St. Edward Catholic School in Nashville has removed all seven volumes of Harry Potter books from their library.
According to the Nashville Tennessean, the Roman Catholic parish school removed J.K. Rowling’s popular fantasy series due to its content.
School pastor Rev. Dan Reehil released a statement to the outlet saying that the decision was made after consultation with a number of exorcists in Rome, as well as in the US.
Reehil added that all of them recommended him to remove the books.
“These books present magic as both good and evil, which is not true, but in fact a clever deception,” Reehil said in his statement, the Nashville Tennessean reports.
“The curses and spells used in the books are actual curses and spells; which when read by a human being risk conjuring evil spirits into the presence of the person reading the text.”
Speaking to the Nashville Tennessean, Rebecca Hammel, the superintendent of schools for the Catholic Diocese of Nashville, said Reehil has the authority to decide which books should stay in St. Edward – which educates students in pre-K through 8th grade.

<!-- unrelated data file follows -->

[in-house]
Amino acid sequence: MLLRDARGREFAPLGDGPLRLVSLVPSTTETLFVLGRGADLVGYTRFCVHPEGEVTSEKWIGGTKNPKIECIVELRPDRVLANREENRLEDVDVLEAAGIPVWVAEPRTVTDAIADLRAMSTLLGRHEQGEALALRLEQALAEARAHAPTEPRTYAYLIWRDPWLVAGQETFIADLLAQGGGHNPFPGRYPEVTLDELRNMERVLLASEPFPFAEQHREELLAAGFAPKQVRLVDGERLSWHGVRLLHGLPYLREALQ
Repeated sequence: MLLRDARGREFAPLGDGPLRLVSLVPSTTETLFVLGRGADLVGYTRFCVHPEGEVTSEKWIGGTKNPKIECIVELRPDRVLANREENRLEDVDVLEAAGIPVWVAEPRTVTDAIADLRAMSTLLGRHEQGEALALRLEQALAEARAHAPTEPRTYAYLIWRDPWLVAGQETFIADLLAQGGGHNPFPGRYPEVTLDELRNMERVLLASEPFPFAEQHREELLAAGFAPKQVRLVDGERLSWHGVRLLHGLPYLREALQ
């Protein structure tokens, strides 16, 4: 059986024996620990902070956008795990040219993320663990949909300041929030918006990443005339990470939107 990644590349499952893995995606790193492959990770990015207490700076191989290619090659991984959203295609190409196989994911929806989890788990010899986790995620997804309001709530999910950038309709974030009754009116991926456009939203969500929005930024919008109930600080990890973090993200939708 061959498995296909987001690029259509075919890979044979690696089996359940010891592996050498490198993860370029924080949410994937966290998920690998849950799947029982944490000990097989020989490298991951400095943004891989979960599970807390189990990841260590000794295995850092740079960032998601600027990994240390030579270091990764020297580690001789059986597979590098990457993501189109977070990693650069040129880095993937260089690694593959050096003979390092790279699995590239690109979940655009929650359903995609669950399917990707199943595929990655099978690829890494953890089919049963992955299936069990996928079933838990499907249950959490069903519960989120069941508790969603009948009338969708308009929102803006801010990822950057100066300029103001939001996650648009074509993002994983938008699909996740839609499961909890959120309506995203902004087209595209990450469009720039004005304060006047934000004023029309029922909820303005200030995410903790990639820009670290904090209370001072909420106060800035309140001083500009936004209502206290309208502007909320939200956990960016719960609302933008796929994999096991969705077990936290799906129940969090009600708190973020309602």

“Each pastor has canonical authority to make such decisions for his parish school. He’s well within his authority to act in that manner,” Hammel said.
“Should parents deem that this or any other media to be appropriate we would hope that they would just guide their sons and daughters to understand the content through the lens of our faith,” she added.
“We really don’t get into censorship in such selections other than making sure that what we put in our school libraries is age-appropriate materials for our classrooms.”
It’s not the first time the Harry Potter books have been banned from a school.
The fantasy series, which was published from 1997 to 2007 and was converted into a successful movie franchise, has repeatedly stirred controversy in the past.
The Harry Potter books remained the most challenged books in 1999 and 2000, according to the American Library Association’s Office for Intellectual Freedom (OIF), the Publisher’s Weekly reports.
The outlet adds that the books were slammed for their “alleged occult/Satanic and anti-family themes, and violence.”
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